For the last month, presidential candidates have trotted around the country extolling their virtues and why they’re the right person to lead the nation. Full fields on both the Democratic and Republican sides have been narrowed through a few primaries and caucuses, but Tuesday is the big one — Super Tuesday.
For the last month, presidential candidates have trotted around the country extolling their virtues and why they’re the right person to lead the nation.
Full fields on both the Democratic and Republican sides have been narrowed through a few primaries and caucuses, but Tuesday is the big one — Super Tuesday. Twenty-four states — including New York — will conduct primaries or caucuses Tuesday, with 52 percent of Democratic delegates and 41 percent of Republican delegates up for grabs.
Polls will be open at normal polling places from noon to 9 p.m. Tuesday.
The Democratic field has been whittled down to two — Hillary Clinton and Barack Obama — the latter with the momentum heading into Super Tuesday, the former with the support of Hornell Mayor Shawn Hogan.
“I’m a strong Hillary supporter,” he said. “I’m remaining loyal despite (U.S. Sen.) Ted Kennedy’s endorsement of Obama.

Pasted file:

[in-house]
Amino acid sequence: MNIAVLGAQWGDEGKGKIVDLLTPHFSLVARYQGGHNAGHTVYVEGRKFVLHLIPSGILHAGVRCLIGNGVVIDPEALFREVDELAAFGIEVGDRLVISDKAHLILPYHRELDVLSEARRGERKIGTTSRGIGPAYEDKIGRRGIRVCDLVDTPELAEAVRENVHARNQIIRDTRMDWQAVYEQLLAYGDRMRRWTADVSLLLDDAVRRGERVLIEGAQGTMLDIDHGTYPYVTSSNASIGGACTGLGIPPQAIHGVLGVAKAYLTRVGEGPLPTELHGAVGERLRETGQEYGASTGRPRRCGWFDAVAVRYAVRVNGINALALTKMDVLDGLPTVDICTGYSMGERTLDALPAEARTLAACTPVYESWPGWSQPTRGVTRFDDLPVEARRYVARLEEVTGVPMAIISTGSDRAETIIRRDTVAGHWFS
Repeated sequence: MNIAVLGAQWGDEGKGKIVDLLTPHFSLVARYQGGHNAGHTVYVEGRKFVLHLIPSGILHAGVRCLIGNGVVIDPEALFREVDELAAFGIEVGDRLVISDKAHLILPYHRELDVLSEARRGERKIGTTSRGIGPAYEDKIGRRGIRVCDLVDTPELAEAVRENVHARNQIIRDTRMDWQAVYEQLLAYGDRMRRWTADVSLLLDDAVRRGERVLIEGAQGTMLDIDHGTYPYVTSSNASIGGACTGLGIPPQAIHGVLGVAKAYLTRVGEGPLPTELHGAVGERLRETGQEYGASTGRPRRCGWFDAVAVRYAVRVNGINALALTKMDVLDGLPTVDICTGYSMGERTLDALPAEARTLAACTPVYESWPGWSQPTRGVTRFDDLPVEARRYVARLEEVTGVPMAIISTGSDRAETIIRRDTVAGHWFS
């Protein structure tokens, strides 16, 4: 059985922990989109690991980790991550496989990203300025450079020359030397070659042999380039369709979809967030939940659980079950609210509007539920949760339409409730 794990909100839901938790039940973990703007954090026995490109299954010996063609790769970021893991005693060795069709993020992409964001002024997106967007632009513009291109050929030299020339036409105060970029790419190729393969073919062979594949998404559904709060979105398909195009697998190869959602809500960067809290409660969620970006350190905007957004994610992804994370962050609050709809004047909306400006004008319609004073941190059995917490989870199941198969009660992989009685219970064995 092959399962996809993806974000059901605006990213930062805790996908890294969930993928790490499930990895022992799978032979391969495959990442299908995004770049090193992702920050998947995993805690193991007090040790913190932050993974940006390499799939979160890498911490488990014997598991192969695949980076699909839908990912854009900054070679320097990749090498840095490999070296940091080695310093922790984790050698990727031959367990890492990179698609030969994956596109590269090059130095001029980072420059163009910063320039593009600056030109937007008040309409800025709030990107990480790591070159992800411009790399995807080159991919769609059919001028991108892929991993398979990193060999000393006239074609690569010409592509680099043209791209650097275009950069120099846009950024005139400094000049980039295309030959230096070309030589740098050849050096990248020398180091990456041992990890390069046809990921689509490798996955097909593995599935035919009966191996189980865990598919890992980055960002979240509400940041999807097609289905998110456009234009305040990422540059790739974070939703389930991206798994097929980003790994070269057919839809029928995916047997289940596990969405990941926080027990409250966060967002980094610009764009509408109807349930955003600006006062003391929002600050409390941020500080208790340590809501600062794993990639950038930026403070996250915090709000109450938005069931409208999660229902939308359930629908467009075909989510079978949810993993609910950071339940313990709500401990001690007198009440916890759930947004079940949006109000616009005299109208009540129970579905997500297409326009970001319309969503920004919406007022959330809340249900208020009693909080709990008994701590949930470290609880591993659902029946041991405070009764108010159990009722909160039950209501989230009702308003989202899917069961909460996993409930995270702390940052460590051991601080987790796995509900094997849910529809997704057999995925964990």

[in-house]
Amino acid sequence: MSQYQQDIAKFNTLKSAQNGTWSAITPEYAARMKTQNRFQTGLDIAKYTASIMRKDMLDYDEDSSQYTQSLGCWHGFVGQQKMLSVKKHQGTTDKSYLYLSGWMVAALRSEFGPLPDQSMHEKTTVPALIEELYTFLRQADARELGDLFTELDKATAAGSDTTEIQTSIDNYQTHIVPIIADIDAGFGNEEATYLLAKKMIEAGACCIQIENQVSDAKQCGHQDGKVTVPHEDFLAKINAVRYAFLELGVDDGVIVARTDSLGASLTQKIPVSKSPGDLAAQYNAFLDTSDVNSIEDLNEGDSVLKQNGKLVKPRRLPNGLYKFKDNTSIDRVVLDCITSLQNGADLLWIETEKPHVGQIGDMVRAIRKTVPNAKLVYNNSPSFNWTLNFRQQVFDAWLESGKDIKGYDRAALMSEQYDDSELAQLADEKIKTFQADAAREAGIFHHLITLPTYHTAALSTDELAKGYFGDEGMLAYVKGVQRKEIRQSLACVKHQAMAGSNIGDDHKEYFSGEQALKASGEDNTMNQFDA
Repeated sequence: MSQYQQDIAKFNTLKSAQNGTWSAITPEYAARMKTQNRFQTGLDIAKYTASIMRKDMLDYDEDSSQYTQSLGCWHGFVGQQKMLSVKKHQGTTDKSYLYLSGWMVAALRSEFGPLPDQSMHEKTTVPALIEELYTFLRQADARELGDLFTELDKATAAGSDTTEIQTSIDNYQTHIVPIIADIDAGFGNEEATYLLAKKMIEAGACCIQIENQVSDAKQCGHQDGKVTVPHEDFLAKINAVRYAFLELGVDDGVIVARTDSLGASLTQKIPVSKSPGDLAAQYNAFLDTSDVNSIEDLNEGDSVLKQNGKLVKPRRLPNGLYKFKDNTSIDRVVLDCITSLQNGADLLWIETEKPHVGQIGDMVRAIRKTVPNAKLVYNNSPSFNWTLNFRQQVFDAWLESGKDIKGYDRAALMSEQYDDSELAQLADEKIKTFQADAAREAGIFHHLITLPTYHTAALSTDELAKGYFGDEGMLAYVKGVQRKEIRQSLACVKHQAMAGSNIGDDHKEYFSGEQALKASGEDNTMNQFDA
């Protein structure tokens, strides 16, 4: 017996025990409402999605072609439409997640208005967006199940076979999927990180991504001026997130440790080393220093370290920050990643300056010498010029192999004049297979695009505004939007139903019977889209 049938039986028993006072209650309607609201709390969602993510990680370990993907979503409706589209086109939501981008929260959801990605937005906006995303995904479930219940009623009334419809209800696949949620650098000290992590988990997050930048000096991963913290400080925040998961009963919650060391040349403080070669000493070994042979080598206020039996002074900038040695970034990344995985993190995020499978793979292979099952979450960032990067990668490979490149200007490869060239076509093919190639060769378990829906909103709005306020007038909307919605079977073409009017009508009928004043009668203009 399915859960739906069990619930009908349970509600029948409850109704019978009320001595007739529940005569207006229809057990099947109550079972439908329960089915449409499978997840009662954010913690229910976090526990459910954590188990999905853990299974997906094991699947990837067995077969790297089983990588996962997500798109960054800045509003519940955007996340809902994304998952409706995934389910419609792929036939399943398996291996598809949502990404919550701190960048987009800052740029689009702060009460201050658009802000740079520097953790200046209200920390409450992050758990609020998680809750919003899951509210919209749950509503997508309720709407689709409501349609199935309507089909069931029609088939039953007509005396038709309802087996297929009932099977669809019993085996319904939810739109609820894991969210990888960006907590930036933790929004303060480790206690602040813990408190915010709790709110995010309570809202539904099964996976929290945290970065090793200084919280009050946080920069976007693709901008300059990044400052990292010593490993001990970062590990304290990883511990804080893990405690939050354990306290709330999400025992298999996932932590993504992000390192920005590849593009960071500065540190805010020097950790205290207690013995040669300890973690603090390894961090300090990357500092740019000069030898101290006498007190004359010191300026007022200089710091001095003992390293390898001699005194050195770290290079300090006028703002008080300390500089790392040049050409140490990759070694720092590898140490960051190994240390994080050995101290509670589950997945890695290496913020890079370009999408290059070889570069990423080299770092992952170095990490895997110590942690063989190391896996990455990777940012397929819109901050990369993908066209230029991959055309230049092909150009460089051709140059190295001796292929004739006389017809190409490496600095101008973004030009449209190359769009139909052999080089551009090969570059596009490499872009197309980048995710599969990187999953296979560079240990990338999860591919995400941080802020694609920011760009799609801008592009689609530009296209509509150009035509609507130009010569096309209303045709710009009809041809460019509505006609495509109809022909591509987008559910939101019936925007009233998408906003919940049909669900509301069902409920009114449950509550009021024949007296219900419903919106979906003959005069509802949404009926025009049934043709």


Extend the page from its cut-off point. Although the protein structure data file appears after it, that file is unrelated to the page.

“You talk about change, she’s been a change agent her whole life. She’s always been pressing a progressive and positive agenda,” Hogan added. “She’s a polarizing personality, but we have to get by that stuff. She’s got qualities of a great leader, and I fully expect her to be our party’s nominee.”
As for Republicans, John McCain and Mitt Romney are out in front, with Mike Huckabee a distant third. Those three will head into Tuesday hoping to clear things up.
“I don’t know much about Romney,” said Bill Hatch, Steuben County Republican Committee chairman. “Obviously, McCain has been around a long time, he’s well thought of.”
Hatch’s support was initially for Rudy Giuliani, but the former New York City mayor was far behind the others when he dropped out the race Wednesday.
“I was supporting Giuliani because he was the hometown guys, the New York guy,” he said.
Hatch is now supporting McCain, following Giuliani’s lead. He does, however, have reasons for his decision.
“I think he’s a straight shooter for one,” Hatch said. “He’s not perfect — I don’t think any of them are up there — things like the Bush tax cuts he voted against.
“I’m one for cutting taxes and cutting spending,” he added. “That’s where anyone needs to be to get my support.”
Hogan’s name also will be staring voters in the face when they enter the voting booth — he’s in the running to be a delegate for Clinton at the Democratic National Convention, scheduled to take place in Denver, Colo., from Aug. 25-28.
“I urge people to get out and support the candidate of their choice,” Hogan said, “though I hope they support me as a delegate for Hillary Clinton.”
Hogan is one of six people running to be a delegate for Clinton, of which two will be chosen — one male and one female — as well as an alternate. The others seeking to be a Clinton delegate are Julie Hutchinson, Bushra B. Sheikh, Thaddeus Mack, Beverly Burrell-Moore and Mushtaq Sheikh.
There also are six in the running to be delegates for Obama — Lynda Garner Goldstein, Karl Q. Schwarz, Alice Chrispell Anderson, W. Ross Scott, Monica L. Leubner and J.D. Jackson Jr.
The Evening Tribune